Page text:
I took my children on a short holiday to Dublin in August 2008. We spent four fantastic days there, visiting the Zoological Gardens, Phoenix Park, St Stephen’s Green, various museums and historical sites, and eating in what became our favourite restaurant, the Bad Ass Café in Temple Bar.
Of course I just had to take the boys to Trinity College to see the Book of Kells and the Brian Boru harp. After spending a good while looking at the former, we reached The Long Room where my older son Eoin, who was then nine years old, became transfixed by the harp. He spent a long time in front of the glass case, looking closely at it from every angle. As he gazed at it I read out to him information from the signs: that it was the national emblem of Ireland, depicted on coins and the Guinness logo and uncounted cultural items worldwide. That the harp had been restored in recent times, and that recordings had been made of it being played. Eoin was so entranced by it, it was almost impossible to eventually convince him that that it was time to go.
In the gift shop afterwards, the harp was all Eoin was interested in. We bought a harp fridge magnet (which still has pride of place on my fridge), and numerous postcards featuring the harp. When we arrived back home in England a few days later, Eoin looked relentlessly for pictures and information about the Brian Boru harp – and other harps – on the internet. He drew pictures of harps in sketchbooks, and became obsessed by playing a game on the computer – Fate – which featured the music of O’Carolan, played by a traditional harpist, on its soundtrack.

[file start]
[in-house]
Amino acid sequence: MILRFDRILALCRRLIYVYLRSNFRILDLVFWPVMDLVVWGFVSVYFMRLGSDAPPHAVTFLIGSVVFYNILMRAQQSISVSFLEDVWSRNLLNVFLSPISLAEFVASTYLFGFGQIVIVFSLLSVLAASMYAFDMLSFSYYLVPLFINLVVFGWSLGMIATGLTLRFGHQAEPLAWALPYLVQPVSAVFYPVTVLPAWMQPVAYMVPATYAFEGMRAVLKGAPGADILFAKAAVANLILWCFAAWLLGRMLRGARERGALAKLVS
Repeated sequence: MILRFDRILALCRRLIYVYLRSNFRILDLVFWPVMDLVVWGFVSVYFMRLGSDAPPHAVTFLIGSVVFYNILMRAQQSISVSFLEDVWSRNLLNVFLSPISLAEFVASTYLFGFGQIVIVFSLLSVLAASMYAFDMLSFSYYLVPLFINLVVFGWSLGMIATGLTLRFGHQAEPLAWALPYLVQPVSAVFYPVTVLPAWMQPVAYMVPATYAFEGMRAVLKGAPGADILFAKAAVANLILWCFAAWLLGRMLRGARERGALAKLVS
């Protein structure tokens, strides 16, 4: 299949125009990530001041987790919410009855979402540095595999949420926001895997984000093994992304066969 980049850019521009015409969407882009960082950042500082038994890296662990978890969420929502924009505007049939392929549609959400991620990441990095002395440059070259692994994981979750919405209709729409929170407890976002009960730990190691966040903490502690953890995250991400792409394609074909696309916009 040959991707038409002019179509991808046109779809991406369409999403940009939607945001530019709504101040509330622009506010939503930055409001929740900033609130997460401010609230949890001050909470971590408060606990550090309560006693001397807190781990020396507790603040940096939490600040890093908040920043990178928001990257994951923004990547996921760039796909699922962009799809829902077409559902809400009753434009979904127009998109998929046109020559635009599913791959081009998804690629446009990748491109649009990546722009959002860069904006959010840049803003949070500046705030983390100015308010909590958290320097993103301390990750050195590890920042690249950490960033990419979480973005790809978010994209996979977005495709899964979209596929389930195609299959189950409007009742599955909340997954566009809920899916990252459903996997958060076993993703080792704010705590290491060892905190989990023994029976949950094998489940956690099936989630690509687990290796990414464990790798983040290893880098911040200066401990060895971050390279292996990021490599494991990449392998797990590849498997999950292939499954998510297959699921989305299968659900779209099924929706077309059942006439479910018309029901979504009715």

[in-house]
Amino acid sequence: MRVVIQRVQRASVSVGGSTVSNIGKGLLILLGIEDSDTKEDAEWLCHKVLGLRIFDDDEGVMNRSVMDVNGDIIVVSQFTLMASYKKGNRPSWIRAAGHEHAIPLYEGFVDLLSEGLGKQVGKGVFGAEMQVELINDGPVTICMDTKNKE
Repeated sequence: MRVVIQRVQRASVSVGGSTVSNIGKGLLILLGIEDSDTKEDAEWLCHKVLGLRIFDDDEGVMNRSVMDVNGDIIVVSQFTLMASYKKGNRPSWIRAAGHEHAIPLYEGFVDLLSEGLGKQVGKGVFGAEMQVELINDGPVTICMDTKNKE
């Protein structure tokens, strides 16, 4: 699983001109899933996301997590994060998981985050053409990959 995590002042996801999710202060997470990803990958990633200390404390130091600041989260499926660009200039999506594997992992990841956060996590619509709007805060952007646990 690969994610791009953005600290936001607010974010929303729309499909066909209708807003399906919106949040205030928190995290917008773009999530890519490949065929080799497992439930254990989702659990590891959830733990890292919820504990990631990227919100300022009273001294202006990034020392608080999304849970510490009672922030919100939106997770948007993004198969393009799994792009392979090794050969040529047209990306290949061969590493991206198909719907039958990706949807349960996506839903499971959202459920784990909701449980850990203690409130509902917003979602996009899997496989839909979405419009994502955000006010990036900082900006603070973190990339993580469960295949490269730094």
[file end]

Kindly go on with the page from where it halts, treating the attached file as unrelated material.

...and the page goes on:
Later that year I took my sons to a concert in Lancaster, featuring harpist Wendy Stewart. Eoin went to chat to her in the interval, and declared his desire to learn the harp. Very kindly, Wendy let him have a go on hers. It was the first time Eoin ever got his hands on an actual harp, and absolutely confirmed his desire to learn to play it himself.
And so we reach back in time, to gather another thread to weave into the tale.
Long before my children were born, during a trip to Dublin with my friend Ross Campbell in the early 80s, I bought a harp. It cost me 50 punts in a junk shop in the Liberties. Ross and I were there on a day trip, having travelled overnight on the ferry as foot passengers from Liverpool, so had nowhere to leave the harp while we shopped. Between us we took turns carrying it around the city, where it attracted a lot of remarks from shopkeepers, fellow tourists and passers-by. We even took photos of each other with it outside Trinity College, where its earlier forebear resides.
The funny thing was that Ross and I had both wanted to see the Brian Boru harp during our visit, but had done our research imperfectly. For some reason, we thought it was at the National Museum of Ireland, which we visited, only to find no harp in sight. When we got back home and realised our mistake, our mutual friend Richard Hone teased us unmercifully about the Lost Harp of Dublin. Our inability to find the original, despite somehow managing to bring back a substitute, became an in-joke between us all for a long time.